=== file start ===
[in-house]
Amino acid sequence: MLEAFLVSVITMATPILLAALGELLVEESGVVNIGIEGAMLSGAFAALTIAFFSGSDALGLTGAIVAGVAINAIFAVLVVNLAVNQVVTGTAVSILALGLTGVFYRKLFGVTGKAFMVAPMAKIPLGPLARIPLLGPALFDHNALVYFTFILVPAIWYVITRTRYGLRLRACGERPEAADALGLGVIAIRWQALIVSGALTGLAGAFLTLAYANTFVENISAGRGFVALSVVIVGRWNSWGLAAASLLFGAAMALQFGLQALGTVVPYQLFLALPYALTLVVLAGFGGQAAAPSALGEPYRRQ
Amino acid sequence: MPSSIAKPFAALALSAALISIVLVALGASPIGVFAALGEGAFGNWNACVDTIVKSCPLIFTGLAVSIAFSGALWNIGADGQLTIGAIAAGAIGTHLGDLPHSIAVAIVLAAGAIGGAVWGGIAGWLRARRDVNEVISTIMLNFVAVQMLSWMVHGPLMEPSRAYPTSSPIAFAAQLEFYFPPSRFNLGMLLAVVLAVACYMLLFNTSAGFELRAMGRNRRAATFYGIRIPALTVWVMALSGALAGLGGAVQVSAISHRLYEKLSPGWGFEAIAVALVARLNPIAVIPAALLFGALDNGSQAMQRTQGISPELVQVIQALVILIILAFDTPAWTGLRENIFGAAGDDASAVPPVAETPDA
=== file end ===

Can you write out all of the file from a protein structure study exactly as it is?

[in-house]
Amino acid sequence: MLEAFLVSVITMATPILLAALGELLVEESGVVNIGIEGAMLSGAFAALTIAFFSGSDALGLTGAIVAGVAINAIFAVLVVNLAVNQVVTGTAVSILALGLTGVFYRKLFGVTGKAFMVAPMAKIPLGPLARIPLLGPALFDHNALVYFTFILVPAIWYVITRTRYGLRLRACGERPEAADALGLGVIAIRWQALIVSGALTGLAGAFLTLAYANTFVENISAGRGFVALSVVIVGRWNSWGLAAASLLFGAAMALQFGLQALGTVVPYQLFLALPYALTLVVLAGFGGQAAAPSALGEPYRRQ
Amino acid sequence: MPSSIAKPFAALALSAALISIVLVALGASPIGVFAALGEGAFGNWNACVDTIVKSCPLIFTGLAVSIAFSGALWNIGADGQLTIGAIAAGAIGTHLGDLPHSIAVAIVLAAGAIGGAVWGGIAGWLRARRDVNEVISTIMLNFVAVQMLSWMVHGPLMEPSRAYPTSSPIAFAAQLEFYFPPSRFNLGMLLAVVLAVACYMLLFNTSAGFELRAMGRNRRAATFYGIRIPALTVWVMALSGALAGLGGAVQVSAISHRLYEKLSPGWGFEAIAVALVARLNPIAVIPAALLFGALDNGSQAMQRTQGISPELVQVIQALVILIILAFDTPAWTGLRENIFGAAGDDASAVPPVAETPDA